Great War commemorations continue at the BCHS
On the 21st of March, 1918, the Germans launched an ambitious offensive against the Allies with whom they had been fighting a yearslong war of attrition on the Western Front. Intended to crush the enemy after so many months of stalemate and force them to surrender, the plan relied on two essential elements: the increased fighting power of the German troops who had recently returned from the Eastern Front after Russia’s ignoble withdrawal from the war; and the ability of the elite “storm trooper” led Germans to deliver costly and decisive victories quickly before the arriving Americans had a chance to flex their muscle in favour of the Allies.
Well-prepared to defend their section of the Front, the Canadian Corps were not targeted by the Germans during the offensive, nor were they tasked with any significant combat role. Even as two illprepared British armies were all but smashed in early enemy advances and thousands of Belgian and French troops were attacked, only Canada’s Second Division and some selected smaller formations were called into action. Throughout the spring and most of the summer, the Canadians were sidelined.
Being sidelined was no guarantee of safety, however. Even as the German offensive fizzled out and ultimately failed, families across Canada continued to receive news that their loved ones in uniform had been killed on the Western Front. Two such families were from Brome County, the Elands and the Whiteheads.
Private Edward Laws Eland (859381) of the 5th Canadian Machine Gun Company was “Killed in Action” in France on April 3, 1918, leaving to mourn his widowed mother and younger brother. Born in Sutton in January of 1887, Eland went west as a young man and was farming in Manitoba at the time of his enlistment in late 1915 with the 179th Battalion (Cameron Highlanders of Canada). Private Eland’s body was never recovered for burial.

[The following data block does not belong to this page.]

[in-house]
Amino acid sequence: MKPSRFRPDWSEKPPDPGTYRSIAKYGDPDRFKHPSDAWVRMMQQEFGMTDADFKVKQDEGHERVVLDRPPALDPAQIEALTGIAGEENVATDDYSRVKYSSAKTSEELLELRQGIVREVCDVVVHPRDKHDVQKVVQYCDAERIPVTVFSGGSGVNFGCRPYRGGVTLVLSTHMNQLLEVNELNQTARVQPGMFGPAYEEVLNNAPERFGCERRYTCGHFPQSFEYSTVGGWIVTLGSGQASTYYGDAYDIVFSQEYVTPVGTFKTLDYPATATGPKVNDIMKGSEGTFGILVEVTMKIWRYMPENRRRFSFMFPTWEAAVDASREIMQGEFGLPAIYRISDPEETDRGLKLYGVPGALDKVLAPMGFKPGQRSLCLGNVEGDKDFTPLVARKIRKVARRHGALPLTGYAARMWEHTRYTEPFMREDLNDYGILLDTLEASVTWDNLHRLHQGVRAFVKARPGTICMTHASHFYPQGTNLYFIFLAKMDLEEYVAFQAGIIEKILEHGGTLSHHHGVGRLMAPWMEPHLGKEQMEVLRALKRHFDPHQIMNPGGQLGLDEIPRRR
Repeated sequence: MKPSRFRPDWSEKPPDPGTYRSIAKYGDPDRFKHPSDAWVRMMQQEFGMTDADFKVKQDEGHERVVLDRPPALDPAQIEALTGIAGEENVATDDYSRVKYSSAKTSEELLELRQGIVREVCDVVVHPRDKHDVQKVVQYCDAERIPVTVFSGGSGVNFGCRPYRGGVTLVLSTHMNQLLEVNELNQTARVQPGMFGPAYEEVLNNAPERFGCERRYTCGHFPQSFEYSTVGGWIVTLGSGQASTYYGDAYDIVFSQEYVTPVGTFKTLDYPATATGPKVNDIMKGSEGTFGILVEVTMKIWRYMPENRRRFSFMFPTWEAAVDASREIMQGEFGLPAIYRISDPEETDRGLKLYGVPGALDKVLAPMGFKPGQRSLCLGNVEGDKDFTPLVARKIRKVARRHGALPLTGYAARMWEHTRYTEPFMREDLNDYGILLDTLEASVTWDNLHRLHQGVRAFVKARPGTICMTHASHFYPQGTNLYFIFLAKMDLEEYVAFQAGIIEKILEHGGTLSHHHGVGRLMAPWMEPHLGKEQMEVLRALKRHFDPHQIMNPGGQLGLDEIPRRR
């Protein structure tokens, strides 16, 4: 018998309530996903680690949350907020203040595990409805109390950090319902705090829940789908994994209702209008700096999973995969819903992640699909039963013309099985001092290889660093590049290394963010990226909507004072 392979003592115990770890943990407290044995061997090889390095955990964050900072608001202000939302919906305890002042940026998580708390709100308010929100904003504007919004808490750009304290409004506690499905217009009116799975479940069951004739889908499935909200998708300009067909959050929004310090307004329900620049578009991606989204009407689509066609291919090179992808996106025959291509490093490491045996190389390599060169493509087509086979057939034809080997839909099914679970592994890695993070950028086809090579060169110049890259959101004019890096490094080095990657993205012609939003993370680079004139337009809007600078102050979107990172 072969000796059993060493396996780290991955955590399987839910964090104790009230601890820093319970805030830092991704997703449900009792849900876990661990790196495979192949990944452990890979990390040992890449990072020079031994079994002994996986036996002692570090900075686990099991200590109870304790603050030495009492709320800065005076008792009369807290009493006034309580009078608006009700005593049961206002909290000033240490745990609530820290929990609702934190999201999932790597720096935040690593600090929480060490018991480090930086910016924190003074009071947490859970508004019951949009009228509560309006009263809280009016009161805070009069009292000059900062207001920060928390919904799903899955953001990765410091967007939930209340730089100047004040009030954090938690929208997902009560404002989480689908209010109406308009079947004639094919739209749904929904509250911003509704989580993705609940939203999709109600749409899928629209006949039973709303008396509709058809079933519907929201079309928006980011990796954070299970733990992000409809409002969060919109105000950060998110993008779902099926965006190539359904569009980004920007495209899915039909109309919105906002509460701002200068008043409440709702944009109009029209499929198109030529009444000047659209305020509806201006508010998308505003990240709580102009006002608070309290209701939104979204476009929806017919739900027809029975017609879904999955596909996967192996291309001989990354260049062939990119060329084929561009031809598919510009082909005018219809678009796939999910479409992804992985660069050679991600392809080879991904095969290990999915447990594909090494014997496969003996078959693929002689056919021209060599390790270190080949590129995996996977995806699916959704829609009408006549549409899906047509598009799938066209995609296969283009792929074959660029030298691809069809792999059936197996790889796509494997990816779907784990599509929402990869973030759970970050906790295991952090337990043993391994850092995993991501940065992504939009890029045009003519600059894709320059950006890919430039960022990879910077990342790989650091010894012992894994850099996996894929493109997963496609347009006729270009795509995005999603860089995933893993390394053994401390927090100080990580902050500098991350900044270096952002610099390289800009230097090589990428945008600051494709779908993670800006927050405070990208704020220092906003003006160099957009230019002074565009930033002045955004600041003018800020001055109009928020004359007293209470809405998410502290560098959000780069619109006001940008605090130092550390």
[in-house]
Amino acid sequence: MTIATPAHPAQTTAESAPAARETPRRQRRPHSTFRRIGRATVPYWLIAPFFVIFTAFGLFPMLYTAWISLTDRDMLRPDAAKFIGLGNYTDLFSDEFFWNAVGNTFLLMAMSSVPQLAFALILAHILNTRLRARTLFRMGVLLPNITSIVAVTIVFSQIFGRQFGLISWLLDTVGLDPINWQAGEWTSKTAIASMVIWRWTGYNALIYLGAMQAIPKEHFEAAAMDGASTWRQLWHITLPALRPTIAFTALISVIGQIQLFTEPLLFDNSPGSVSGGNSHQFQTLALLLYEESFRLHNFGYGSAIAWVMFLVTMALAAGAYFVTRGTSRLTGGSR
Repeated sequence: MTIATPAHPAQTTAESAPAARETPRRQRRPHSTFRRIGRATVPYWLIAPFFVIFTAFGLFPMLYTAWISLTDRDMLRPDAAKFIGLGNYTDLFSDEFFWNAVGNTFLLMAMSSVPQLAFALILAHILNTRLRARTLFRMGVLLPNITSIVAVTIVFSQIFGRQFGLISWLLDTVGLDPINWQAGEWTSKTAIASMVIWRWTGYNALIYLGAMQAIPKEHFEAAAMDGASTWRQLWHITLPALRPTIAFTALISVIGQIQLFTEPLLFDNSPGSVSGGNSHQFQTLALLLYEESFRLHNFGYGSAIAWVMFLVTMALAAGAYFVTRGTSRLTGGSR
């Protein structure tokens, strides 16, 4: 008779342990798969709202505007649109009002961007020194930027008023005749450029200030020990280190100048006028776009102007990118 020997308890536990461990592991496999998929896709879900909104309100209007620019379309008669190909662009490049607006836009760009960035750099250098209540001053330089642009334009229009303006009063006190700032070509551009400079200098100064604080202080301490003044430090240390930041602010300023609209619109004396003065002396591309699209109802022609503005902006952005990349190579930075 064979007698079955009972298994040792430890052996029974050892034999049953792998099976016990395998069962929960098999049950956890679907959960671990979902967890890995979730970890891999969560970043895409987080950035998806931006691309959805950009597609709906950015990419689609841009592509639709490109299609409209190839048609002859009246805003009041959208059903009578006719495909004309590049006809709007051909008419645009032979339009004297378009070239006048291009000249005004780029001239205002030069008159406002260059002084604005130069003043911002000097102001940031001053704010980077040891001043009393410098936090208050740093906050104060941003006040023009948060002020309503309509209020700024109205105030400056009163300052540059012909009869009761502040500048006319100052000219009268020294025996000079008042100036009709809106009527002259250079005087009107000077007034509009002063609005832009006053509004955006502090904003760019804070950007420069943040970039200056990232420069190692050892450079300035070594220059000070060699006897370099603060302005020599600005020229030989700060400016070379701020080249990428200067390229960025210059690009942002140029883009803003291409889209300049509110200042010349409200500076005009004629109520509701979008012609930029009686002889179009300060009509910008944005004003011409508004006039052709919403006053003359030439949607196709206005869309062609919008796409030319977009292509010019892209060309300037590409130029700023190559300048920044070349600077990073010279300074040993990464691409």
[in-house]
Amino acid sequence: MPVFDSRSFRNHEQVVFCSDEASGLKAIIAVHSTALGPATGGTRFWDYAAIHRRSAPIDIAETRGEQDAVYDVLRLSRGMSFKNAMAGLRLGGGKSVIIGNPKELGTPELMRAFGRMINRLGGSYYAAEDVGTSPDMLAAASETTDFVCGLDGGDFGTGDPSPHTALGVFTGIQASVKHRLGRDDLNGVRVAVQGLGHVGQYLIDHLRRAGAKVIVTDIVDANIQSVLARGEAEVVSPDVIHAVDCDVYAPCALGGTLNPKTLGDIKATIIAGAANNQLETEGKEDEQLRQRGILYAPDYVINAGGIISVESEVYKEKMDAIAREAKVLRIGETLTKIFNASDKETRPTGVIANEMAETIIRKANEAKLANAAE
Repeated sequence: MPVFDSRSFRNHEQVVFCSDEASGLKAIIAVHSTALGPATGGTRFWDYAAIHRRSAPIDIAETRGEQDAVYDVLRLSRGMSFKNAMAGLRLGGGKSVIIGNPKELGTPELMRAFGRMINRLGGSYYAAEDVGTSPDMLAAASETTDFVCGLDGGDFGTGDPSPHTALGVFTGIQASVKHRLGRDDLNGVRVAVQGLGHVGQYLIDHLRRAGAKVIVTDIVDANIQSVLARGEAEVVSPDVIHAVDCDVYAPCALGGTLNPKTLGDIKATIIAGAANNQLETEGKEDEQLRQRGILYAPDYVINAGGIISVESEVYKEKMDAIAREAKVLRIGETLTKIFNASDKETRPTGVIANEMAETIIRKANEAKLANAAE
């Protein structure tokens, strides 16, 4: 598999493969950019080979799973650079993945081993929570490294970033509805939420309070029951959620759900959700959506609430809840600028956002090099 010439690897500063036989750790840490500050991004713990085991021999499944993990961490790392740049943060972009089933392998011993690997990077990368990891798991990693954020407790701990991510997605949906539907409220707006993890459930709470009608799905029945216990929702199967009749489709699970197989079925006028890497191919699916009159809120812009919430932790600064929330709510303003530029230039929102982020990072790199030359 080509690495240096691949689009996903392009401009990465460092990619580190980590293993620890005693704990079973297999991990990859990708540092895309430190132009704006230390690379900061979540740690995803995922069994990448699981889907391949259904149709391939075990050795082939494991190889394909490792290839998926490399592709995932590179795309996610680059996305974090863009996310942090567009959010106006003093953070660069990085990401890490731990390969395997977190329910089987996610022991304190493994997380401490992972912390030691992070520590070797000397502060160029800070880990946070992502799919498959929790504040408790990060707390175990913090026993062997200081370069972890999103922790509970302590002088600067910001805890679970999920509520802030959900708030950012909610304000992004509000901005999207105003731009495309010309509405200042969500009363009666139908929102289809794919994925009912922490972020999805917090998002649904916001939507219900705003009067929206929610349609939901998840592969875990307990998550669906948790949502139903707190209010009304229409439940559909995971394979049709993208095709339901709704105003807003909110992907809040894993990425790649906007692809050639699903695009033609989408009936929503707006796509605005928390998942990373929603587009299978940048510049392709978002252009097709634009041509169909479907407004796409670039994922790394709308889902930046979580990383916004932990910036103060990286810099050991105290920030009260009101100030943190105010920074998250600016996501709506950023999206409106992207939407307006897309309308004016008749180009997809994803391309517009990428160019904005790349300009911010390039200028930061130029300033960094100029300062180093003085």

Private Frank Ernest Whitehead (749069) of the 14th Battalion was killed in France on April 19, 1918. The son of Levi Whitehead, he was born in West Shefford in 1894. Whitehead lived in South Bolton, worked as a teamster, and served one year in the militia “under Major Miltimore,” according to his Attestation. He originally enlisted with the 117th Battalion, an Eastern Townships unit that was dismantled in England to provide replacement soldiers to other battalions already fighting. Private Whitehead was buried in the Roclincourt Military Cemetery between Arras and Lens.
Privates Eland and Whitehead were the second and third soldiers from Brome County to be killed in 1918, the first being Private Westover of Sutton in February. Sadly, many more names would be added to the Honour Roll by the time of the Armistice on November 11.
“Lest We Forget.”